You can get through life with bad manners, but it’s easier with good manners. Lillian Gish
Something went horribly wrong somewhere. Somewhere along the way, we lost the basic principles of manners. Manners, social graces, whatever you want to call it, and they have been lost.
Last year, I was at EAT! Vancouver, in line to receive one of the many samples available that day. When I finally got my sample and said “thank you,” the lady working the booth looked at me funny and said I was the first person that day to say thank you to her. WHAT?
People look at me funny when I say “excuse me” passing them in the aisle in the grocery store or when I want to move past them and their grocery cart. Is that really that odd? I didn’t think so. What have we come to?
Yes, I have my Southern sensibilities and still say “Yes Ma’am” to my mother and any other woman older than I am regardless that I am now in my 40s. It’s the way I was taught and my mother wouldn’t accept anything less.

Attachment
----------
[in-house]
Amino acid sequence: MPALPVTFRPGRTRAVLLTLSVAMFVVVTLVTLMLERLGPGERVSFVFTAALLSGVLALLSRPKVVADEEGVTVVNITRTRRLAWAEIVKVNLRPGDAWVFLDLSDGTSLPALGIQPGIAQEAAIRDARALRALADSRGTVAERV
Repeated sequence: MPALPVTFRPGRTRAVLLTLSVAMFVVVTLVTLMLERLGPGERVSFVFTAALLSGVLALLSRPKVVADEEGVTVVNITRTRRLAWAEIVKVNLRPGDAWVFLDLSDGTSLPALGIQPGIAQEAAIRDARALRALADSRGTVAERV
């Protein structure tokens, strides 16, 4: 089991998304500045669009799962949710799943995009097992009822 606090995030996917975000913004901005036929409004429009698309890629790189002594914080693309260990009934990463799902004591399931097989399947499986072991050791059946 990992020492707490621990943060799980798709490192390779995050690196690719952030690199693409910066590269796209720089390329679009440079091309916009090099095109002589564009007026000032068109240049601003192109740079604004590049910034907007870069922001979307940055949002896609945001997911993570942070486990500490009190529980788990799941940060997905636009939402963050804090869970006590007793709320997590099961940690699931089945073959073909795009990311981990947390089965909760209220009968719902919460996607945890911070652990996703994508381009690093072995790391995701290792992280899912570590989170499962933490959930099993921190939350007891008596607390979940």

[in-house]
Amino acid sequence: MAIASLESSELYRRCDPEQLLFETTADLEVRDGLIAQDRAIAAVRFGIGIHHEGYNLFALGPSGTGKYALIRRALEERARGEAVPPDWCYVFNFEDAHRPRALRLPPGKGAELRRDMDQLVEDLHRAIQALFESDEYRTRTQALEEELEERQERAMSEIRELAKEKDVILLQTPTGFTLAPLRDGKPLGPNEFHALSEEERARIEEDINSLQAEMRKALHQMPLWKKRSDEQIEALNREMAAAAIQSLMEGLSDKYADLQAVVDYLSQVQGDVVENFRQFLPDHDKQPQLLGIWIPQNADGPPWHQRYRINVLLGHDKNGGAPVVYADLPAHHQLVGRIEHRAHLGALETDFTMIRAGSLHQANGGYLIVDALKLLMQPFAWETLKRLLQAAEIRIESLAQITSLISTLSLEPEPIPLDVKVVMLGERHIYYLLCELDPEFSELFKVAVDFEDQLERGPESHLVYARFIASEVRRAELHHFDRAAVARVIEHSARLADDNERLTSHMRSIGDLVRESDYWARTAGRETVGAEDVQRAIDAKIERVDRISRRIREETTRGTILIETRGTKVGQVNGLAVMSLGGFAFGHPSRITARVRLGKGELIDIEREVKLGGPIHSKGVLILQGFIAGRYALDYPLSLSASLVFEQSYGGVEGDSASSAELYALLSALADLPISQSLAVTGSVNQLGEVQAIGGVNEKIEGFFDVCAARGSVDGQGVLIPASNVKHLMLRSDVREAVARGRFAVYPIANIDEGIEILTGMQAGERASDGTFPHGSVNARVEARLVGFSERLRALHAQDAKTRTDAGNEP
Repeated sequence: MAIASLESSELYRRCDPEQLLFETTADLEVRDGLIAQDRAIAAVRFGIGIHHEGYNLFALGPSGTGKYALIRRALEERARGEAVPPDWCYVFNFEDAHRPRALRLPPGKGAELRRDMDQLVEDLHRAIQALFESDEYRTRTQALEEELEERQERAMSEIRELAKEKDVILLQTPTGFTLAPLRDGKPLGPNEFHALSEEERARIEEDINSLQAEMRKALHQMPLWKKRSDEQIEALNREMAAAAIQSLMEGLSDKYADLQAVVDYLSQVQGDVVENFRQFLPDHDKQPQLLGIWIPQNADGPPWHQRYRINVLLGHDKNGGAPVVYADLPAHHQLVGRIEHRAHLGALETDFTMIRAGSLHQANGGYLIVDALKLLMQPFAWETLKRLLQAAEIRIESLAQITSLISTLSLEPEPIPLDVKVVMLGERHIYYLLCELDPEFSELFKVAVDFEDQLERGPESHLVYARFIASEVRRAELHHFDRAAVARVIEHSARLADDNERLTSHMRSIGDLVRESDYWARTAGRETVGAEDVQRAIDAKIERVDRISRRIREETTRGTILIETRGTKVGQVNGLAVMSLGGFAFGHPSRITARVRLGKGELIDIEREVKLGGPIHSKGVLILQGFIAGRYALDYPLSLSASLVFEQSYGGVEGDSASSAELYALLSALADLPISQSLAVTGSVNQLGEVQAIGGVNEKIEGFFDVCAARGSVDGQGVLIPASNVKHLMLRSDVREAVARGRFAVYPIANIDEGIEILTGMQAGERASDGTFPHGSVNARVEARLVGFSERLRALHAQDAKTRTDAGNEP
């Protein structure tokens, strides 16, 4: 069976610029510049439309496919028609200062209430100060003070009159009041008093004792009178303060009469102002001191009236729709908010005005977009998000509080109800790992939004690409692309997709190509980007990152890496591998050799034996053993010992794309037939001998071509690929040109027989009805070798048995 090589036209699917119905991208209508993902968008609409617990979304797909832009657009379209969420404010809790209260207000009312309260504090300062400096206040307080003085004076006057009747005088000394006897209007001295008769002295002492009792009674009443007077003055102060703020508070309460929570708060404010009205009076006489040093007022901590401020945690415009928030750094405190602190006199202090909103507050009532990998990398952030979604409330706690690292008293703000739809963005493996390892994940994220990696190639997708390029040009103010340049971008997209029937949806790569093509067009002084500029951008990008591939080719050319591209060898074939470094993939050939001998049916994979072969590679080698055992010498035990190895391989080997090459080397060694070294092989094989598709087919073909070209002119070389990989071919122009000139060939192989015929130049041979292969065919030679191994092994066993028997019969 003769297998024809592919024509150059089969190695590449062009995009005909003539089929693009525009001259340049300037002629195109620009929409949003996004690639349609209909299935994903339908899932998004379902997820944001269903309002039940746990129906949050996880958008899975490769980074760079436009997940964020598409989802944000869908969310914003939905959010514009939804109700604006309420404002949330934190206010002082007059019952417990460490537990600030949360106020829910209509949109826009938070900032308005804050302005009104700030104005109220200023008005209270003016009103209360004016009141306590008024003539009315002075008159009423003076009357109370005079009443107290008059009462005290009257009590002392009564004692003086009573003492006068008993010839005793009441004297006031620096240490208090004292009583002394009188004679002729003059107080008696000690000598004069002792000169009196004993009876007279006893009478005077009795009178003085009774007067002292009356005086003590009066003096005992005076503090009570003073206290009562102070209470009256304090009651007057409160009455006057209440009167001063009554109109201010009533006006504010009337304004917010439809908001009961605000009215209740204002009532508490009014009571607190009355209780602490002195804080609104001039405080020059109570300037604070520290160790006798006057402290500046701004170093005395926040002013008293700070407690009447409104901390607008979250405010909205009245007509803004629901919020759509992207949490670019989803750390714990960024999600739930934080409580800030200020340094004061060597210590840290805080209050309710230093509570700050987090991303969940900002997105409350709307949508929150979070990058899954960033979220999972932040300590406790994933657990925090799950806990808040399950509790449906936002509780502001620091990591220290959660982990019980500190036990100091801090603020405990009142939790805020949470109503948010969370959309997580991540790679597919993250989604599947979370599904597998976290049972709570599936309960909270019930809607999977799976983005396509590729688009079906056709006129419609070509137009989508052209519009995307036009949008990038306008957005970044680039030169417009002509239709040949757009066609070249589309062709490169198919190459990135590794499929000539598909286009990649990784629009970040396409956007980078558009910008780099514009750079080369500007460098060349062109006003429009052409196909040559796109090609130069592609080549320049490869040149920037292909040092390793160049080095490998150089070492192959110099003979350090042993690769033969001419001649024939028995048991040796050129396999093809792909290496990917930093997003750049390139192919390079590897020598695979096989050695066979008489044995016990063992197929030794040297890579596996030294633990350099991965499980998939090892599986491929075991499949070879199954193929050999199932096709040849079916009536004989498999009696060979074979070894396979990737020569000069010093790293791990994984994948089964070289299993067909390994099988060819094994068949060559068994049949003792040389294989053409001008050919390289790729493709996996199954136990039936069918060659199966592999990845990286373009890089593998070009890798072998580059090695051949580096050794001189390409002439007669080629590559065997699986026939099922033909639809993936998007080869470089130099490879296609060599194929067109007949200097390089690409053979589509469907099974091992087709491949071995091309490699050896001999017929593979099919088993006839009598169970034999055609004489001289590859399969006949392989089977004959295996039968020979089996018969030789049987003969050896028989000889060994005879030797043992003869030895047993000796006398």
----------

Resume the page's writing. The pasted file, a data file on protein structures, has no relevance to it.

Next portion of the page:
There are some fab parents around who are teaching their children these social graces. Thank you, it’s appreciated. It makes me smile when I see a child say thank you, please or excuse me. But what I found is those parents have great social graces too. It’s easy to pass it along when you practice what you preach.
Manners never go out of style. And know, people are watching not just in your personal live but definitely in business.
Excuse me, but please consider your manners in the future. Thank you!
Manners are a sensitive awareness of the feelings of others. If you have that awareness, you have good manners, no matter what fork you use. Emily Post